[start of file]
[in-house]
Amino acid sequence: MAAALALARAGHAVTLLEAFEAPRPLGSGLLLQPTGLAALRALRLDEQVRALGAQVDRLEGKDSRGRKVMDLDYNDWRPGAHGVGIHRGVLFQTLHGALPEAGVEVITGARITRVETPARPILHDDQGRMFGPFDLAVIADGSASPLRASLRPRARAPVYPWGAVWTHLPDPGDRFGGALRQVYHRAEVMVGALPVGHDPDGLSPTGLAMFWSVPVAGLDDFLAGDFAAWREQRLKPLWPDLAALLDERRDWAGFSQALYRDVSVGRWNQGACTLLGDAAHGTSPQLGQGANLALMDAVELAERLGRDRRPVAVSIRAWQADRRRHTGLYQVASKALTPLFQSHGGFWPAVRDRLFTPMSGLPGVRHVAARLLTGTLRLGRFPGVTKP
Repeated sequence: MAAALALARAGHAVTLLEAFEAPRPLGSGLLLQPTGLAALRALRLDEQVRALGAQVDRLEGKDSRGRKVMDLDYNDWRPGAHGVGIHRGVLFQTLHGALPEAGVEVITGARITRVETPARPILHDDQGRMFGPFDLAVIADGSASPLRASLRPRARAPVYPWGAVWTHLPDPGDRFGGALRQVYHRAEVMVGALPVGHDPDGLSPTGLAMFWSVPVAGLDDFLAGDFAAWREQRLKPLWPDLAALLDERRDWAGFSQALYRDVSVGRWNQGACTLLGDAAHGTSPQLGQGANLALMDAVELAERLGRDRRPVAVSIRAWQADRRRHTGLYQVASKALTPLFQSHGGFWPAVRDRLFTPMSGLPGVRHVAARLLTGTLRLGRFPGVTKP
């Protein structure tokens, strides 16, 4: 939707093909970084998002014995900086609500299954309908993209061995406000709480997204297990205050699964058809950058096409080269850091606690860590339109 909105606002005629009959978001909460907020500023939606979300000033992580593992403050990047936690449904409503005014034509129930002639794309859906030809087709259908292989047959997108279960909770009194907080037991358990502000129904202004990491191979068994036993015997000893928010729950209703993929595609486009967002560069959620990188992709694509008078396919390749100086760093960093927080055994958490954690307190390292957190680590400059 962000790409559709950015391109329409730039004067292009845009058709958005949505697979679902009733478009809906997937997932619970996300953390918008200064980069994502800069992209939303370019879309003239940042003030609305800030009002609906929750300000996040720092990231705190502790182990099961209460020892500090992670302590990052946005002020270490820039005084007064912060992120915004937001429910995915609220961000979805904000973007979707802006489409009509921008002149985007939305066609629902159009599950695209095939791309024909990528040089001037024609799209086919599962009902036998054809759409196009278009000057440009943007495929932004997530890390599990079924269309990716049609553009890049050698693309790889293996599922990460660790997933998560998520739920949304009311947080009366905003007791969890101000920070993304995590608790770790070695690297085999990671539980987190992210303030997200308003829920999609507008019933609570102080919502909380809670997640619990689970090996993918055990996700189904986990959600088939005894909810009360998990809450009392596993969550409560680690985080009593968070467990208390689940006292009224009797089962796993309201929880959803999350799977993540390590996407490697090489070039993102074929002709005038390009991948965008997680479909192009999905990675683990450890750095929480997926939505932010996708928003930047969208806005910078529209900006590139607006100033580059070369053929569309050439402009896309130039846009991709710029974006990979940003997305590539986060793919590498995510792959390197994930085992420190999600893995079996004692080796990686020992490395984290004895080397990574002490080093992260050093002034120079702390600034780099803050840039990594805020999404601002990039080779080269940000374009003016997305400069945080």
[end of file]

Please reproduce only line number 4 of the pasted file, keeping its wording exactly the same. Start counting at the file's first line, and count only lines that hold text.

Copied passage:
């Protein structure tokens, strides 16, 4: 939707093909970084998002014995900086609500299954309908993209061995406000709480997204297990205050699964058809950058096409080269850091606690860590339109 909105606002005629009959978001909460907020500023939606979300000033992580593992403050990047936690449904409503005014034509129930002639794309859906030809087709259908292989047959997108279960909770009194907080037991358990502000129904202004990491191979068994036993015997000893928010729950209703993929595609486009967002560069959620990188992709694509008078396919390749100086760093960093927080055994958490954690307190390292957190680590400059 962000790409559709950015391109329409730039004067292009845009058709958005949505697979679902009733478009809906997937997932619970996300953390918008200064980069994502800069992209939303370019879309003239940042003030609305800030009002609906929750300000996040720092990231705190502790182990099961209460020892500090992670302590990052946005002020270490820039005084007064912060992120915004937001429910995915609220961000979805904000973007979707802006489409009509921008002149985007939305066609629902159009599950695209095939791309024909990528040089001037024609799209086919599962009902036998054809759409196009278009000057440009943007495929932004997530890390599990079924269309990716049609553009890049050698693309790889293996599922990460660790997933998560998520739920949304009311947080009366905003007791969890101000920070993304995590608790770790070695690297085999990671539980987190992210303030997200308003829920999609507008019933609570102080919502909380809670997640619990689970090996993918055990996700189904986990959600088939005894909810009360998990809450009392596993969550409560680690985080009593968070467990208390689940006292009224009797089962796993309201929880959803999350799977993540390590996407490697090489070039993102074929002709005038390009991948965008997680479909192009999905990675683990450890750095929480997926939505932010996708928003930047969208806005910078529209900006590139607006100033580059070369053929569309050439402009896309130039846009991709710029974006990979940003997305590539986060793919590498995510792959390197994930085992420190999600893995079996004692080796990686020992490395984290004895080397990574002490080093992260050093002034120079702390600034780099803050840039990594805020999404601002990039080779080269940000374009003016997305400069945080």